A former Shiksa’s Shakshuka

IMG_7139

THIS. This is one of the best dishes ever created. I first had it about four years ago at Tatte, what used to be a small, local coffee shop owned by a direct, business-savvy Israeli woman. (Tatte has since grown to six locations and been bought by Panera Bread, but shakshuka is still on the menu!). I had it again many times in Tel Aviv when I lived there for a summer after grad school, and I’ve had it since at the homes of some Israeli friends. It always looked so complicated, but one morning a few weeks ago I had a craving (like you do in your third trimester). Eating shakshuka that morning wasn’t optional, it was a matter of life or death (ok maybe not life or death, but I would have been a miserable brat for the rest of the day causing suffering for all those within verbal or physical reach). Since we had friends coming over for brunch I couldn’t just run out to Tatte to get my fix. It was time to make my own shakshuka.

After looking at dozens of recipes and comparing them to my memory of Tatte’s – IMO perfect – flavor profile, I settled on the following ingredients. Most traditional Shakshuka recipes I’ve found don’t use feta cheese, but to me this is essential! Amazingly, this came out perfectly on the first try. My shakshuka-loving husband agreed, and the friends that came over for brunch were very, very happily stuffed at the end of the meal. In fact, we were so excited to eat it that I completely forgot to take pictures of the whole dish before it was devoured, which is why you can only see one corner of it here.

A Former Shiksha's Shakshuka

  • Servings: 4-6
  • Difficulty: moderate
  • Print

Ingredients

1 medium onion, chopped
4 cloves garlic, minced
1 tablespoon Bomba! tomato paste (this stuff really is the bomb)
3 tbl Ajvar* (optional)
2 cans (14 oz each) petite diced tomatoes
1 red pepper, diced
1 tsp cumin seed, toasted and ground (you can use regular ground cumin if you don’t have seeds and a grinder)
1 tsp paprika
1 tsp chili powder
dash of cayenne (optional)
6-8 eggs
4-ish ounces feta cheese
salt and pepper to taste
flat parsley, chopped (for garnish)

Challah, pita, or some kind of bread for serving

*Ajvar is a really delicious red pepper and eggplant dip that bumps up the red pepperiness of the shakshuka. If you don’t have it, not to worry: increase the tomato paste to 2 tablespoons.

Directions

Step 1
In a cast iron pan, sauté the onion and peppers with a pinch of salt over low heat for 10-15 minutes, until soft. Add the garlic and sauté another 5 minutes.

Note: most recipes call for the red pepper to be sautéed right away with the onion, but I like my red pepper to have a little bit of crunch. That’s why I add the Ajvar early on to boost the red pepper flavor, but wait to add the red peppers until later.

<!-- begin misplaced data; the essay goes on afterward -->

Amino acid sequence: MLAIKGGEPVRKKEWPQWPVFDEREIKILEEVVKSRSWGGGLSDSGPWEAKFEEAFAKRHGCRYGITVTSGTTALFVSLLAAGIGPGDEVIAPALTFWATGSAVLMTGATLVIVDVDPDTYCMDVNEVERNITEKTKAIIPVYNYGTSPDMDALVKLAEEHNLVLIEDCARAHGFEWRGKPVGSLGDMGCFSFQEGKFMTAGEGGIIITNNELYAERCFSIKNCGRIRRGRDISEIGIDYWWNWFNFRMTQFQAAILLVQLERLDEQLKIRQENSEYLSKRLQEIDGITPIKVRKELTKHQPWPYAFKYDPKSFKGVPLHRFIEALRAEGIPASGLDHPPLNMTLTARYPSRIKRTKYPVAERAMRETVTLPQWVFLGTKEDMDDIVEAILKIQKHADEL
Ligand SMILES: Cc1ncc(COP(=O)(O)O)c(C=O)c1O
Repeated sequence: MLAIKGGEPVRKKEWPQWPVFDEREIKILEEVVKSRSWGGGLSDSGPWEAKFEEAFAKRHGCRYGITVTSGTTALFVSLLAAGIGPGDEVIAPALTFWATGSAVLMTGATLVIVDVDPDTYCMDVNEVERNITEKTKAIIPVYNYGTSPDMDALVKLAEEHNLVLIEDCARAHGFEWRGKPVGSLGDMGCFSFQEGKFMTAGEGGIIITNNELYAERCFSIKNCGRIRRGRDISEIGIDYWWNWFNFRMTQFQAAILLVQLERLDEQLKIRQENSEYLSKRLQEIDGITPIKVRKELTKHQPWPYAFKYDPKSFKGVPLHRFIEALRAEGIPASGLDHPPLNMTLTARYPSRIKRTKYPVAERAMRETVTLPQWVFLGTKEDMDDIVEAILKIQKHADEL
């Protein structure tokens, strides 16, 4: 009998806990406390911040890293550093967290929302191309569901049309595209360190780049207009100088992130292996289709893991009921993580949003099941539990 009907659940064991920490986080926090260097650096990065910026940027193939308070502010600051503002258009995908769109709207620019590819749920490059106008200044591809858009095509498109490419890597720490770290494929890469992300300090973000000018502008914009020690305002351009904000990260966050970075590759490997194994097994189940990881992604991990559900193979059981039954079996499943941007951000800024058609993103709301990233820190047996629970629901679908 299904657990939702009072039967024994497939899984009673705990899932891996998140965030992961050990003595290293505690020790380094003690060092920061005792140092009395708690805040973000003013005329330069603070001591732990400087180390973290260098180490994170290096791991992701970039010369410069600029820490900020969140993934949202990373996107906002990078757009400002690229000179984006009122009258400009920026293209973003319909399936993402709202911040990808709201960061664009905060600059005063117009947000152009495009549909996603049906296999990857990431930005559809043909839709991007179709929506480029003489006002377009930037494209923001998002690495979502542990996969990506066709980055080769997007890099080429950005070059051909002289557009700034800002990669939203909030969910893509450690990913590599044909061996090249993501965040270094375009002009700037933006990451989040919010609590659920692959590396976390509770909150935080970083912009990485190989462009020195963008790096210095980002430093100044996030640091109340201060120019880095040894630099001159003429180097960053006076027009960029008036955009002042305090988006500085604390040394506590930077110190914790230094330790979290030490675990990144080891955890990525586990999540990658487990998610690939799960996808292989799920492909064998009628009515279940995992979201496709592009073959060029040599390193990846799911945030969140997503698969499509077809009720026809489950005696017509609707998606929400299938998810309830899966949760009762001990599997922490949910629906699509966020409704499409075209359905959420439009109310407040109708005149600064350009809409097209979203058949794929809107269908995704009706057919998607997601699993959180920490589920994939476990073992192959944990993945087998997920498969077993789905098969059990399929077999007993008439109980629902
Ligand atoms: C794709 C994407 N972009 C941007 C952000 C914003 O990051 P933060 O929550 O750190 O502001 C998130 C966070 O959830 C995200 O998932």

Step 2
Add in the tomato paste and Ajvar, stirring until the onions are evenly covered in the paste. Add in the cumin and let cook another 5 minutes. It should smell really, really good in your kitchen right about now!

Step 3
Add the tomatoes, red peppers, paprika, chili powder, and cayenne. (If you like spicy foods, you can really dial up the cayenne pepper, but I like mine on the milder side.) Continue to simmer, uncovered, for 10 minutes to allow the flavors to blend. Stir occasionally to make sure your shakshuka isn’t sticking to the bottom of the pan.

Step 4
Stir in feta. I like a lot of feta… but add as much or as little as you want!

Step 5
Add the eggs one at a time, cracking them over the pan. Add as many as will fit comfortably; they will cook on top of the sauce almost as if you’re making sunny side up eggs. I like to cover the pan to speed things along. How long you cook them depends on how you like your eggs: 7-10 minutes for runnier, 10-15 minutes for harder.

Step 6
Top with the chopped parsley and serve! I’ve seen this served with challah, toasted sourdough, pita, english muffins… whatever your favorite dipping bread is.

Shakshuka is one of those recipes that are just begging to be played with. You can add fresh baby spinach towards the end, chopped sausage (Tatte used to have a version with crumbled Merguez lamb sausage that was killer), diced potatoes… there are so many flavors that go well with the tomato and spice! Go ahead – invite friends over for brunch this weekend and give it a try.

Baked Mac and Cheese

mac and cheese

It seems everyone on the internet has a recipe for baked mac and cheese, so it feels a little silly to post yet another one here. However, I’m picky about my cheese blend, I like the consistency just so, and sometimes I add things to convince myself that I’m cooking a “healthy” meal. (Right, because recipes that call for a stick of butter and six cups of cheese are ever going to be healthy…) With all that in mind, I’m going to throw my mac-and-cheese recipe into the online ether and see if it sticks.